A quick example should help clarify this concept: Suppose we are creating a database that manages multimedia clips. One important feature of a clip is its duration, which we would measure using industry-standard SMTPE Timecode values. Examining such a value, we find that it has component parts of hours, minutes, seconds and frames. We also soon learn that we will need to be able to perform some basic arithmetic with these values, such as adding a few of them to determine a total duration or finding the difference between two durations. Our first decisions in creating a custom data type for such a value are interrelated: How do we want to store this value and how can we carry out the necessary range of operations in combining values?
We have a few options here: We can either store each component
of the timecode value separately in its own column or we can combine
all the components into a "background" value that we pack
for storage and then unpack for display purposes. If we choose to
store the components separately, then the obvious choice for the
data type of each component is Short integer, since none
of them (except for possibly the hours component) ever exceeds a
A little more thought reveals that there is one important element we have not yet considered: the frame rate. We can't perform any arithmetic operations using these values unless we know how many frames constitutes a second - and this can vary from one clip to another. So we have to again decide whether to store this information in a separate column or to combine it with the rest into a single composite value. Only a Binary column could handle such a composite this time.
Whatever our decisions are on all these issues, we can embody them within an Object Class - including instance variables for whatever means we decide upon for data entry and a mechanism to transmogrify such values between their storage containers in the CRB or select table and their display/manipulation containers in the Object Instance. The relative advantages and disadvantages of each possibility will be influenced by other needs of the application and, ultimately, by the preferences of the programmer.
Custom data types are relatively rare in practice, but they fall into the general category of Data Objects when implemented as described here.
Database Gateway Objects
The most common use of a Data Object is as a gateway between the database and the GUI interface elements we use to display and capture our data. In this case, the Object is used to represent a table from the database. It will most likely contain a row variable (containing all columns from the table) for performing data entry and storage operations on individual records and a list variable (or, perhaps, more than one on some occasions, but containing only a subset of the columns from the table) for searching and selection purposes. These structured variables can be defined from either a File, a Schema or a Table Class. The same technique can be used, therefore, on either native Omnis database elements or SQL database elements.
Even if we use a Table Class for housing most of the data access and update code for a database table, a Data object can be used to supplement the Table Class. For one thing, it can contain methods for synchronizing the row and list variables mentioned above so that the row variable always contains the complete contents of the record pointed to by the current line of the list variable. These two variables are independent instances of the Table Class and the use of a Data Object helps bind them together.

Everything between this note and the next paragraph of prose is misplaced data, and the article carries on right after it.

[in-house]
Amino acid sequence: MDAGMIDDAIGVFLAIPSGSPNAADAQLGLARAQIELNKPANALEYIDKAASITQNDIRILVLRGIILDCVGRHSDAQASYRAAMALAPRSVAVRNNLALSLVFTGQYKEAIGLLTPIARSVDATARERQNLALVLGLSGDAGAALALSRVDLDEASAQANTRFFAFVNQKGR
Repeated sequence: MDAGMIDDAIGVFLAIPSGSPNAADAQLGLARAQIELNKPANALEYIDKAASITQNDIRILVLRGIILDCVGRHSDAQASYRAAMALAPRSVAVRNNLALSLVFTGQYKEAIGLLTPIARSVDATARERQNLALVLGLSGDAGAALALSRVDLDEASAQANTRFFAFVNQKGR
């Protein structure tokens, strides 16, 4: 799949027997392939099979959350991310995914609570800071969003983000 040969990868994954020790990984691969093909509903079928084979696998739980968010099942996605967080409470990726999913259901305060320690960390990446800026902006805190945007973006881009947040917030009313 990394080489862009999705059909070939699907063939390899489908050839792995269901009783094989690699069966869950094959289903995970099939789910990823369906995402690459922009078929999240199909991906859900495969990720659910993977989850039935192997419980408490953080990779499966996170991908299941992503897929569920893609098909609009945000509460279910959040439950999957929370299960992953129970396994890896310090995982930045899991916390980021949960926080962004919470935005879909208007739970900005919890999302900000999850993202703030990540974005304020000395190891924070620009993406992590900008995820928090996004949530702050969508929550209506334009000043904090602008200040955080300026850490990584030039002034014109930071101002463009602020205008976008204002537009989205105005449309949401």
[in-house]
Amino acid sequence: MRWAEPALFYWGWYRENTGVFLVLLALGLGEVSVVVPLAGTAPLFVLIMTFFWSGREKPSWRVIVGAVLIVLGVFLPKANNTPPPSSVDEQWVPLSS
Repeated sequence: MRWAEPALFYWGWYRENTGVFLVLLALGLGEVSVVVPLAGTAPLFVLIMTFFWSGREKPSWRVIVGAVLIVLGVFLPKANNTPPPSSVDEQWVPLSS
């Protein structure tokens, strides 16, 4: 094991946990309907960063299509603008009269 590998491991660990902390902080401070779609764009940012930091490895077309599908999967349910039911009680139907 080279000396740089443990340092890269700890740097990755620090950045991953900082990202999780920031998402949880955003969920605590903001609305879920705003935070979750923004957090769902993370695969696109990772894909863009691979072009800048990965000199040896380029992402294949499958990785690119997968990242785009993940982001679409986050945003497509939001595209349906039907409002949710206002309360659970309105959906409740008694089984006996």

If we use an Object reference variable for instantiating our Data Object, there is another advantage over using just the Table Class features: we can more easily pass the Instance around to other parts of our application. A list based on a Table Class and then passed as a parameter spawns a new, independent instance of that Table Class, which may not be our intention.
If we are using native Omnis data manipulation in our application, Data Objects give us a reasonable equivalent to the facility of Table Classes. That is, we can have one central container for all the methods needed to retrieve, save and update records for a given table (File). We no long need to have this code duplicated across numerous windows and reports. We can simply create (or pass around) instances of the Data Object designated for handling those tasks for that File. Each instance acts as though it were a separate, intelligent segment of the Current Record Buffer.
But we can take this a step further...
Data Set Objects
In my view, an advantage of the Network database model over the Relational database model is the implementation of Data Sets in the Network Model. This is a collection of Record Sets (Tables) that are combined into a more complex entity, which can then be dealt with as a unit. Consider the combination of Invoice Header, Invoice Line Item, Product, Customer, Salesperson and Sales Tax District tables in an invoicing database application. Wouldn't it be nice if we could just take all of these tables together and define an entity we would call "Invoice"? Such an entity could point to an invoice number, for example, and completely populate itself with all the records in all these tables that relate to that invoice. In Network terminology, this is a Set Occurence made up of all the related Record Occurences that comprise that invoice.